Onslaught of Book to Movie: Review of “The Martian”

(Warning: There are three words of profanity in the following post)

Okay, so I cheated. It’s not a huge deal but I broke my own rule and is it awful that I don’t feel bad about it?

Let me back up a bit.

I don’t get out much. Why go pay to see a movie I may not enjoy when I could read the book it’s based on for free? Besides, aren’t the books supposed to be better anyway?

Thus began the rule that I must read the book before seeing the movie. If I see the movie before, I probably won’t read the book at all.

I’ve broken this rule three times in my life with:

  • The Bourne Identity
  • Harry Potter and The Deathly Hallows

and now, The Martian. In these cases, I read the books soon after I saw the movie, and it was usually a struggle since the reading the books take more time and I already know what’s going to happen.

The Martian was different.

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If you’re looking for a sign to go read or watch the movie, this is it. The Martian is the best movie I’ve seen all year (yes, that includes Avengers: Age of Ultron). Plus, the movie, directed by Ridley Scott, is so close to the book, you’re not really missing out. I enjoyed reading the book because it gave me even more details of hilarity.

So what is The Martian about?

Written by Andy Weir, the book begins in the year 2035, NASA’s Ares III crew is on a manned mission to Mars. They’ve landed and are doing routine collection and repairs when a dust storm, so severe it tips their shuttle Hermes, hits. They need to evacuate immediately.

They’re all trailing back to the ship when a piece of debris (antenna from the communications unit) pierces the astronaut, Mark Watney’s, suit and sends him flying backward, out of view.

The commander of the crew, Melissa Lewis, orders the rest of the crew into the shuttle before going back to search for Watney. Inside the shuttle, the rest of the crew members (Dr. Chris Beck, Beth Johanssen, and Dr. Alex Vogel) aid in the search for Watney, but the telemetry readings from his suit give no signs of life or pressure.

The pilot of the shuttle, Major Rick Martinez, keeps the shuttle upright as long as he can but before long, they need to blast off. The crew of six has turned into a crew of five as they begin the long journey back to Earth.

The rest of the book is the crew and Earth mourning Watney.

Just kidding.

How boring would that be?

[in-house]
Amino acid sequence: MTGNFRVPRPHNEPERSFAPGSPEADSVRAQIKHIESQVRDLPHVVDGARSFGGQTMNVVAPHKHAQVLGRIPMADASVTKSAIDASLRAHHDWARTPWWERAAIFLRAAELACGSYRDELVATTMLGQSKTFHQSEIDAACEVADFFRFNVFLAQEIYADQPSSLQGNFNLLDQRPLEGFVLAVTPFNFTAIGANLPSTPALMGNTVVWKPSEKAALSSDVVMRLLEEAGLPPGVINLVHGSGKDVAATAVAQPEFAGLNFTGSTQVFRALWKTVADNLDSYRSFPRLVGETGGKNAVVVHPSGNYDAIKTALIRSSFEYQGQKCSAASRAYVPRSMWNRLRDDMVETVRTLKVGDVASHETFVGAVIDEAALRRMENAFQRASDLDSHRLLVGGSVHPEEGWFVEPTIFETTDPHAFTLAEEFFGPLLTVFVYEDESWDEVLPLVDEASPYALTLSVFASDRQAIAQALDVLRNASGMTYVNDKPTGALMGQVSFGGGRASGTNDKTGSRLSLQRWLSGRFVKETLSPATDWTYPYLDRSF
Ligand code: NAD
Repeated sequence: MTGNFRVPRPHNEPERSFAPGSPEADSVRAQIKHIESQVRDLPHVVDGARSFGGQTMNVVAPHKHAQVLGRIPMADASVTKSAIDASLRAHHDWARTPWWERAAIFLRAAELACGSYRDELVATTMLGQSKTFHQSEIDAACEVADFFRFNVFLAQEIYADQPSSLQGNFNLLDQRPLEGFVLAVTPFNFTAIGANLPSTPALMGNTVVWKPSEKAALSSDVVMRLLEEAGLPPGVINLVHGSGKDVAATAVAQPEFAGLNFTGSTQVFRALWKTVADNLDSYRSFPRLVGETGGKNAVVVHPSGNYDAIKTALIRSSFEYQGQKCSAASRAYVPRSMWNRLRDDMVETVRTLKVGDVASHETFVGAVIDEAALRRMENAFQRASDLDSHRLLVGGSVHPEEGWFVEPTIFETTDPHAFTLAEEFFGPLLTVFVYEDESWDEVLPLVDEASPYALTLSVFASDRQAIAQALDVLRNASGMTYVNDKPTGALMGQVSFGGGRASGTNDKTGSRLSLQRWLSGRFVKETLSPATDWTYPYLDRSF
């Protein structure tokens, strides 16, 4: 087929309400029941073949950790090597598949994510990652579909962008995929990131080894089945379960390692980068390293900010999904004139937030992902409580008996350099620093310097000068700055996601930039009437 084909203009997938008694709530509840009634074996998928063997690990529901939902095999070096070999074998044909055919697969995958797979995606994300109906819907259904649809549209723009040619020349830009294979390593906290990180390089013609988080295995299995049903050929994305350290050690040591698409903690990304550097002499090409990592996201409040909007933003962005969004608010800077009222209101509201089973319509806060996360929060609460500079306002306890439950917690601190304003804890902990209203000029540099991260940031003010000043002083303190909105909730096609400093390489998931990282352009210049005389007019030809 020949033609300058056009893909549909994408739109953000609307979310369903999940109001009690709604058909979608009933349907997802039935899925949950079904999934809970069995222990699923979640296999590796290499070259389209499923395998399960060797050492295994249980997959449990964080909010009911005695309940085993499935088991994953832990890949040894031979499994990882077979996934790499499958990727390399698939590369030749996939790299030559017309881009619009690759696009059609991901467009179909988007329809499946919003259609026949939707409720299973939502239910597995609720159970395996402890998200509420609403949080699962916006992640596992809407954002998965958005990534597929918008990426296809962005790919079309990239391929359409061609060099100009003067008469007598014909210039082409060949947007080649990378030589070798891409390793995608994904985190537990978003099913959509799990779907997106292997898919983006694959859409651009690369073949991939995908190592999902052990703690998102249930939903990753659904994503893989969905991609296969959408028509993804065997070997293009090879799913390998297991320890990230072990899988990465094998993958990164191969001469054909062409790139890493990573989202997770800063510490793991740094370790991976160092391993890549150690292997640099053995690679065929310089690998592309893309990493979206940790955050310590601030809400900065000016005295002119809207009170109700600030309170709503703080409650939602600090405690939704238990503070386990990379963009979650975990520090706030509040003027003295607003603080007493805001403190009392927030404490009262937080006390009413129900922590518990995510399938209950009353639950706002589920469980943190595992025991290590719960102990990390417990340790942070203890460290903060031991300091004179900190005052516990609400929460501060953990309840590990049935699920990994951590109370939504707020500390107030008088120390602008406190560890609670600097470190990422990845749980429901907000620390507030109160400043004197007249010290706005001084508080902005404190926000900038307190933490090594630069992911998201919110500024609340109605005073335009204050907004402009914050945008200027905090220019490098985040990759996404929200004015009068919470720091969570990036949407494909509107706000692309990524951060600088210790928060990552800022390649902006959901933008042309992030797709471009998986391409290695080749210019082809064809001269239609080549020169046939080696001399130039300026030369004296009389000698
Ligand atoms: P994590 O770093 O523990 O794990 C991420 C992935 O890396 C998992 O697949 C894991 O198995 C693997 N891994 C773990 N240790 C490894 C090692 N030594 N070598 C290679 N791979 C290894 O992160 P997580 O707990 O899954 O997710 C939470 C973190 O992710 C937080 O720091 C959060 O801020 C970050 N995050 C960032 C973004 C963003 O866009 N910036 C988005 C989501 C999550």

Turns out, Watney is still alive. He wakes up long after the storm and his crew are gone, hustles himself to their makeshift base and stitches his wounds. He takes to the log in the Habitat and records,

I’m pretty much fucked. That’s my considered opinion. Fucked.

If that doesn’t set the tone for the rest of piece, I’m not sure what else does. Watney begins rationing his food to last until the next Mars mission (it won’t be for years), even growing potatoes on Mars (He’s a botanist!), repairs the communications with Earth, and generally just tries to stay alive despite all the mess Mars throws at him.

Plus, he uses a lot of duct tape. Like a lot.

The book (and movie) throws a lot of science at you but it’s enjoyable because it does so with layers and layers of humor. I wish I laughed as much during AP Chemistry (sadly, there was only pain there).

Even though it’s pretty depressing and downright boring to be the only person on an entire planet, Watney finds a way to kill time in between being avoiding death from Mars and finding a way back home. Here’s one example, during one of his scouting missions for the next Mars site:

LOG ENTRY: SOL 381 I’ve been thinking about laws on Mars.

Yeah, I know, it’s a stupid thing to think about, but I have a lot of free time.

There’s an international treaty saying no country can lay claim to anything that’s not on Earth. And by another treaty, if you’re not in any country’s territory, maritime law applies.

So Mars is “international waters.”

NASA is an American nonmilitary organization, and it owns the Hab. So while I’m in the Hab, American law applies. As soon as I step outside, I’m in international waters. Then when I get in the rover, I’m back to American law.

Here’s the cool part: I will eventually go to Schiaparelli and commandeer the Ares 4 lander. Nobody explicitly gave me permission to do this, and they can’t until I’m aboard Ares 4 and operating the comm system. After I board Ares 4, before talking to NASA, I will take control of a craft in international waters without permission.

That makes me a pirate!

A space pirate!”

One of the many gems you have to look forward to if you watch or read The Martian. So, as for me, is it a “yay” or “nay” for the book and movie?

In terms of scientific accuracy, humor, ’70s soundtrack, and even a tug on the old heartstrings, definitely two thumbs up.

(Source)

(Matt Damon as Mark Watney in The Martian (2015) Source)

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